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The Bozeman Symphony is gearing up for its 52nd season of performances, with one big, notable difference from seasons past: instead of one music director, each of the six performances will feature a different conductor, each vying for the permanent position of music director. 

"I think this season, with each of the finalists coming in, we have an opportunity to get to know them through the pieces they have selected," said Emily Paris-Martin, the symphony's executive director. Paris-Martin played violin in the Bozeman Symphony for over a decade, and was promoted to executive director in early September after serving other roles for the symphony.

"We were faced with the challenge of doing this in a short time frame," said Paris-Martin. "Because we are a regional orchestra, music directors here might have to play a different role than in a bigger orchestra." In addition to conducting, a music director is the front line between the organization and the public, a face for donors and audience members alike to see and associate with the group. 

The symphony's previous music director Matthew Savery resigned in February 2019, after a group of musicians and donors wrote a letter to the board alleging Savery created a hostile environment through bullying and verbal harassment. After opening up applications for the music director position, Paris-Martin said the symphony received over 220 applications from candidates all over the nation. A nine-person search committee was created to screen the applications (Paris-Martin said the group carefully looked at every single one) and narrowed it down to 35. From there, the group reviewed conducting videos and rehearsal footage and got that number down to about a dozen. After running background checks and references, the final six candidates emerged: Stefan Sanders, Andrew Crust, Norman Huynh, Wesley Schultz, Thomas Heuser and Janna Hymes.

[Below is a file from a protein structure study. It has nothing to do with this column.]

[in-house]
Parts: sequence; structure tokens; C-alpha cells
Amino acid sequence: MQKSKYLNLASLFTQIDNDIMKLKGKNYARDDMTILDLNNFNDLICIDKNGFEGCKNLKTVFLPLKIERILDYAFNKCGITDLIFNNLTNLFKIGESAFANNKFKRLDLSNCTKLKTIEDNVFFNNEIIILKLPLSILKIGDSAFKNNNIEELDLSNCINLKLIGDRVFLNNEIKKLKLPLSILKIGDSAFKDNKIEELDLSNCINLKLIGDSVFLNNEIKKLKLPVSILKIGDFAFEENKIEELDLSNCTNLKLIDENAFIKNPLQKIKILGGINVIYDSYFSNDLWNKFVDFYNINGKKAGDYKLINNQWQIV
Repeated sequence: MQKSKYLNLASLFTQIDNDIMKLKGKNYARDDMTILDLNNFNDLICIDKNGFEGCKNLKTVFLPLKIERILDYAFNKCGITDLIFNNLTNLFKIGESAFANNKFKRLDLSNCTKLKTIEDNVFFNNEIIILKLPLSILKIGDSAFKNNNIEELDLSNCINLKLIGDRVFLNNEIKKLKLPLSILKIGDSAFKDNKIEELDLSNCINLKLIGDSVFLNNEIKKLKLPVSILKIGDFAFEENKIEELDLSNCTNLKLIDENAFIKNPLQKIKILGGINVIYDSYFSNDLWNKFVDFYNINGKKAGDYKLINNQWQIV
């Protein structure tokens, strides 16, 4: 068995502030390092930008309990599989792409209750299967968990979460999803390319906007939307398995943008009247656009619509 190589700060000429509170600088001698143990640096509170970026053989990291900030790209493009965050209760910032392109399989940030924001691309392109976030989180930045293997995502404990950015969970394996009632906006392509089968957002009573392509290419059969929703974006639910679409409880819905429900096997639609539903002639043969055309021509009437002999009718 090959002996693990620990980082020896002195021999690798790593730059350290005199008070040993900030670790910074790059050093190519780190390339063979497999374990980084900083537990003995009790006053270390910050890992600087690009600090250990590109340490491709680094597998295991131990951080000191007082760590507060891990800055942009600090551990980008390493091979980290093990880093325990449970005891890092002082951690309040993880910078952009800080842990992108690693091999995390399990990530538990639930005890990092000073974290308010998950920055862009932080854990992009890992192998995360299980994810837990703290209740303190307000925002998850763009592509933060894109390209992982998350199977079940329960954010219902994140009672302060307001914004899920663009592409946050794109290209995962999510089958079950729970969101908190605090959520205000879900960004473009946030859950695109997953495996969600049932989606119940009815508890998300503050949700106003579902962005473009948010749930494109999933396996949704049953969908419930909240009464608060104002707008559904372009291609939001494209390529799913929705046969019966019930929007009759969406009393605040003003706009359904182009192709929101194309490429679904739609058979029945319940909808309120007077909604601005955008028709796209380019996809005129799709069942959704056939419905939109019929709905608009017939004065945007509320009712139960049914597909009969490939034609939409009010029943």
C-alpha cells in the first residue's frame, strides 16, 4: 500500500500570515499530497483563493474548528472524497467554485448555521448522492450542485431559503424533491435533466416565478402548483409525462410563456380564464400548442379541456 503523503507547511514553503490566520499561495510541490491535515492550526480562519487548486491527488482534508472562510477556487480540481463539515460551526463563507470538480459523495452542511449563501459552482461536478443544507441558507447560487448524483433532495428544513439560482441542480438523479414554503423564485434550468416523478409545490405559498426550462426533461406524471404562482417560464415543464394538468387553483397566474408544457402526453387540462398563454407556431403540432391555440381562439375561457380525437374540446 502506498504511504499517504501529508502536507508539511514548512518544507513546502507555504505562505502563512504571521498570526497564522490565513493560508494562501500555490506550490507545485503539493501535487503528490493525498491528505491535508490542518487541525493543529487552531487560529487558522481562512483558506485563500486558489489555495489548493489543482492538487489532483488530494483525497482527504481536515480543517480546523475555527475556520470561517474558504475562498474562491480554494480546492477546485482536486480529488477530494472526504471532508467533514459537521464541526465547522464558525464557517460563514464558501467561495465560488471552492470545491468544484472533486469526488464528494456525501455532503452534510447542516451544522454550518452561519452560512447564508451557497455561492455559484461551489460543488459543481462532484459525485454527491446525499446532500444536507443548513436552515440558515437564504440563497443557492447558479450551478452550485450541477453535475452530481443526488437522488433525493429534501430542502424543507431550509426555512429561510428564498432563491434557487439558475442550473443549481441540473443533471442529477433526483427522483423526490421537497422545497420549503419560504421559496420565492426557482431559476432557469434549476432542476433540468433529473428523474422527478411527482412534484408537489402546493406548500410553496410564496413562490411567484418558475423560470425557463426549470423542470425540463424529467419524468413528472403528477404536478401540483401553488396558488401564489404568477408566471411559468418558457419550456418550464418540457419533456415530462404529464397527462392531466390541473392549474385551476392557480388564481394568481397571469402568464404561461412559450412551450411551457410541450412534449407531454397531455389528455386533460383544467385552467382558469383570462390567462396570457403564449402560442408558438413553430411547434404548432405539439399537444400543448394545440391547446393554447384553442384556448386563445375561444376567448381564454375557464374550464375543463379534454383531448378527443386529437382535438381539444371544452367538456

"We're just thrilled with the finalists that are going to be coming here," Paris-Martin said. "I think that demonstrates they're very interested in being in Bozeman ... they've given up other things to make it work."

While the candidates are visiting Bozeman, they'll conduct rehearsals and performances with the symphony and meet with members of the community. Each finalist will also choose one or two pieces to perform during the concerts. In a way, these visits are similar to auditions — the search committee will be taking notes on all aspects of the finalists, from the music they choose to their interactions with board members and donors. 

"A lot of symphonies will bring in guest conductors ... we haven't done a lot of that," said Paris-Martin. "To have one for every single concert is going to be really fun." 

The symphony's first performances of the season are on Saturday, September 28 and Sunday, September 29. But the Bozeman Symphony does something a little special: it also "performs" its Friday dress rehearsals.

"We like to provide an opportunity for families who might not necessarily be comfortable coming for the formal concert setting," Paris-Martin said. "We [also] partner with the public schools to do a treats for tickets program, so the kids can sign up and bring treat for the musicians and they get to meet the musicians during the break." 

Paris-Martin said that program is more than just a fun thing for kids to do; it helps get them interested in music, and gives them the ability to see it in action. 

"Providing that access for kids is important," she said. 

The Bozeman Symphony kicks off its 52nd season at the Willson Auditorium with "Nights in the Gardens of Spain" on September 28 and 29, featuring music director candidate Stefan Sanders and solo pianist Marika Bournaki. Tickets can be found on the organization's website, bozemansymphony.org

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